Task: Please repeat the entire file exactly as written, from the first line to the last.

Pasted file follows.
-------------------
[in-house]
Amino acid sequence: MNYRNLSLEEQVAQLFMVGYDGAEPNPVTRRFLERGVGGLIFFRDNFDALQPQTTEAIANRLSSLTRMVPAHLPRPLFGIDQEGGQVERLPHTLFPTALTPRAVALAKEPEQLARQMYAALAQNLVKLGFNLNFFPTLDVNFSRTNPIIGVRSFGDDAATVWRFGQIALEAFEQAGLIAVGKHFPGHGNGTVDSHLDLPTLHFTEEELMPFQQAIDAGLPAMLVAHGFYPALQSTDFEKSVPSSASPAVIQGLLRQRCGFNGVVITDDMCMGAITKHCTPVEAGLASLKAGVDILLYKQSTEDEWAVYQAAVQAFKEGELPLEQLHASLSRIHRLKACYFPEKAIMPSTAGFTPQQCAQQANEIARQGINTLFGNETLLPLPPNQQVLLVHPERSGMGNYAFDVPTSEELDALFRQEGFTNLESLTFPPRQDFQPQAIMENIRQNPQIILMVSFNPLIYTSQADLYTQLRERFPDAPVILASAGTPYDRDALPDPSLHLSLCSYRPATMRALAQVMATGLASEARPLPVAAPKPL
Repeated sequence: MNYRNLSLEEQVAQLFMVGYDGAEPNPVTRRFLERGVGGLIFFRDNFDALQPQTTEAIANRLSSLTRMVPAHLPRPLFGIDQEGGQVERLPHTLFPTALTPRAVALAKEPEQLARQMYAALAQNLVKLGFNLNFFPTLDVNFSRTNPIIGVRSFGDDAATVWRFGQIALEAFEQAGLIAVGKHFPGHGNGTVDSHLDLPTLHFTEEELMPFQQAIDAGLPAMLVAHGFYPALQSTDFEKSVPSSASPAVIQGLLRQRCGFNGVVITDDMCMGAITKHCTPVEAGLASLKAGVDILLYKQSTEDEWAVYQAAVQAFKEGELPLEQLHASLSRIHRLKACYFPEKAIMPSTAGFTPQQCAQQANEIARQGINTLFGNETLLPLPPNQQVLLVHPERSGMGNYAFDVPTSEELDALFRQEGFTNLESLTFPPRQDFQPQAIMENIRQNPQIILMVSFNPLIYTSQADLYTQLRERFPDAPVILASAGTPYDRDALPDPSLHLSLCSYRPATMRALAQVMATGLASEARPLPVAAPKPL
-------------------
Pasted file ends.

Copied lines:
[in-house]
Amino acid sequence: MNYRNLSLEEQVAQLFMVGYDGAEPNPVTRRFLERGVGGLIFFRDNFDALQPQTTEAIANRLSSLTRMVPAHLPRPLFGIDQEGGQVERLPHTLFPTALTPRAVALAKEPEQLARQMYAALAQNLVKLGFNLNFFPTLDVNFSRTNPIIGVRSFGDDAATVWRFGQIALEAFEQAGLIAVGKHFPGHGNGTVDSHLDLPTLHFTEEELMPFQQAIDAGLPAMLVAHGFYPALQSTDFEKSVPSSASPAVIQGLLRQRCGFNGVVITDDMCMGAITKHCTPVEAGLASLKAGVDILLYKQSTEDEWAVYQAAVQAFKEGELPLEQLHASLSRIHRLKACYFPEKAIMPSTAGFTPQQCAQQANEIARQGINTLFGNETLLPLPPNQQVLLVHPERSGMGNYAFDVPTSEELDALFRQEGFTNLESLTFPPRQDFQPQAIMENIRQNPQIILMVSFNPLIYTSQADLYTQLRERFPDAPVILASAGTPYDRDALPDPSLHLSLCSYRPATMRALAQVMATGLASEARPLPVAAPKPL
Repeated sequence: MNYRNLSLEEQVAQLFMVGYDGAEPNPVTRRFLERGVGGLIFFRDNFDALQPQTTEAIANRLSSLTRMVPAHLPRPLFGIDQEGGQVERLPHTLFPTALTPRAVALAKEPEQLARQMYAALAQNLVKLGFNLNFFPTLDVNFSRTNPIIGVRSFGDDAATVWRFGQIALEAFEQAGLIAVGKHFPGHGNGTVDSHLDLPTLHFTEEELMPFQQAIDAGLPAMLVAHGFYPALQSTDFEKSVPSSASPAVIQGLLRQRCGFNGVVITDDMCMGAITKHCTPVEAGLASLKAGVDILLYKQSTEDEWAVYQAAVQAFKEGELPLEQLHASLSRIHRLKACYFPEKAIMPSTAGFTPQQCAQQANEIARQGINTLFGNETLLPLPPNQQVLLVHPERSGMGNYAFDVPTSEELDALFRQEGFTNLESLTFPPRQDFQPQAIMENIRQNPQIILMVSFNPLIYTSQADLYTQLRERFPDAPVILASAGTPYDRDALPDPSLHLSLCSYRPATMRALAQVMATGLASEARPLPVAAPKPL